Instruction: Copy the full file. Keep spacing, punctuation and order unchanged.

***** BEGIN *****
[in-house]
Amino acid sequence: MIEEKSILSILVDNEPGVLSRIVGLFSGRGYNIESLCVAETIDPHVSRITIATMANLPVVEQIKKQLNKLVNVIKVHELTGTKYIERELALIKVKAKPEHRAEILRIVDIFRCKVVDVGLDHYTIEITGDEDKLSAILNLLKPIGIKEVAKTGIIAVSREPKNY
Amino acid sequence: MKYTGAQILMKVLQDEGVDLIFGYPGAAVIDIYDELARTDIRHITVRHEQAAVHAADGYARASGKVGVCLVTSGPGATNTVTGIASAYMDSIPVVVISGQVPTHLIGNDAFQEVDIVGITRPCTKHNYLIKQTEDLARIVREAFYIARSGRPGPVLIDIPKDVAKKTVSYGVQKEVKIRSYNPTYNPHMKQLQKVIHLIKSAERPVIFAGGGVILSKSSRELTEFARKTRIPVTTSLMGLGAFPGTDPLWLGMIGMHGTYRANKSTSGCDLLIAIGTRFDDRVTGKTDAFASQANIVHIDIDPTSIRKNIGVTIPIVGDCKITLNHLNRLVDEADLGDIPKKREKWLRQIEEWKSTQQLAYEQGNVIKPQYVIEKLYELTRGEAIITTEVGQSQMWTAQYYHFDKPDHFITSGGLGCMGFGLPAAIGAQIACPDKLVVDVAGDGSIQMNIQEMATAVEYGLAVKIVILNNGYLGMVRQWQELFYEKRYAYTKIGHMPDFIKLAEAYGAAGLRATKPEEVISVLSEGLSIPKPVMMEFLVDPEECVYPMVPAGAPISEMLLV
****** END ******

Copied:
[in-house]
Amino acid sequence: MIEEKSILSILVDNEPGVLSRIVGLFSGRGYNIESLCVAETIDPHVSRITIATMANLPVVEQIKKQLNKLVNVIKVHELTGTKYIERELALIKVKAKPEHRAEILRIVDIFRCKVVDVGLDHYTIEITGDEDKLSAILNLLKPIGIKEVAKTGIIAVSREPKNY
Amino acid sequence: MKYTGAQILMKVLQDEGVDLIFGYPGAAVIDIYDELARTDIRHITVRHEQAAVHAADGYARASGKVGVCLVTSGPGATNTVTGIASAYMDSIPVVVISGQVPTHLIGNDAFQEVDIVGITRPCTKHNYLIKQTEDLARIVREAFYIARSGRPGPVLIDIPKDVAKKTVSYGVQKEVKIRSYNPTYNPHMKQLQKVIHLIKSAERPVIFAGGGVILSKSSRELTEFARKTRIPVTTSLMGLGAFPGTDPLWLGMIGMHGTYRANKSTSGCDLLIAIGTRFDDRVTGKTDAFASQANIVHIDIDPTSIRKNIGVTIPIVGDCKITLNHLNRLVDEADLGDIPKKREKWLRQIEEWKSTQQLAYEQGNVIKPQYVIEKLYELTRGEAIITTEVGQSQMWTAQYYHFDKPDHFITSGGLGCMGFGLPAAIGAQIACPDKLVVDVAGDGSIQMNIQEMATAVEYGLAVKIVILNNGYLGMVRQWQELFYEKRYAYTKIGHMPDFIKLAEAYGAAGLRATKPEEVISVLSEGLSIPKPVMMEFLVDPEECVYPMVPAGAPISEMLLV